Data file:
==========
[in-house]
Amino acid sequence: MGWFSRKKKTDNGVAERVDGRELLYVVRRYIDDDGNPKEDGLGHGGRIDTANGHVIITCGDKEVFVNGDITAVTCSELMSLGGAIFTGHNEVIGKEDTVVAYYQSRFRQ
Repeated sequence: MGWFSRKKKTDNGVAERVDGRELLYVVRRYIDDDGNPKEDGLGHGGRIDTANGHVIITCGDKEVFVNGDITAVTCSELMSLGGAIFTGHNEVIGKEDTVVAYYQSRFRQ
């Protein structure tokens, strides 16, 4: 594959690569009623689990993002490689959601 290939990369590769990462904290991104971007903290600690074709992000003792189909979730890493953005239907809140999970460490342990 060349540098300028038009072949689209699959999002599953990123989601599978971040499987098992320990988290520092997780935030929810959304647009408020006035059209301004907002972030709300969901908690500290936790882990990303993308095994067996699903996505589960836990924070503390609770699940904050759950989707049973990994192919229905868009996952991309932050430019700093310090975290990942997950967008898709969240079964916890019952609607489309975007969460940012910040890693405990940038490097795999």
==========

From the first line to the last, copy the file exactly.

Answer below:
[in-house]
Amino acid sequence: MGWFSRKKKTDNGVAERVDGRELLYVVRRYIDDDGNPKEDGLGHGGRIDTANGHVIITCGDKEVFVNGDITAVTCSELMSLGGAIFTGHNEVIGKEDTVVAYYQSRFRQ
Repeated sequence: MGWFSRKKKTDNGVAERVDGRELLYVVRRYIDDDGNPKEDGLGHGGRIDTANGHVIITCGDKEVFVNGDITAVTCSELMSLGGAIFTGHNEVIGKEDTVVAYYQSRFRQ
């Protein structure tokens, strides 16, 4: 594959690569009623689990993002490689959601 290939990369590769990462904290991104971007903290600690074709992000003792189909979730890493953005239907809140999970460490342990 060349540098300028038009072949689209699959999002599953990123989601599978971040499987098992320990988290520092997780935030929810959304647009408020006035059209301004907002972030709300969901908690500290936790882990990303993308095994067996699903996505589960836990924070503390609770699940904050759950989707049973990994192919229905868009996952991309932050430019700093310090975290990942997950967008898709969240079964916890019952609607489309975007969460940012910040890693405990940038490097795999």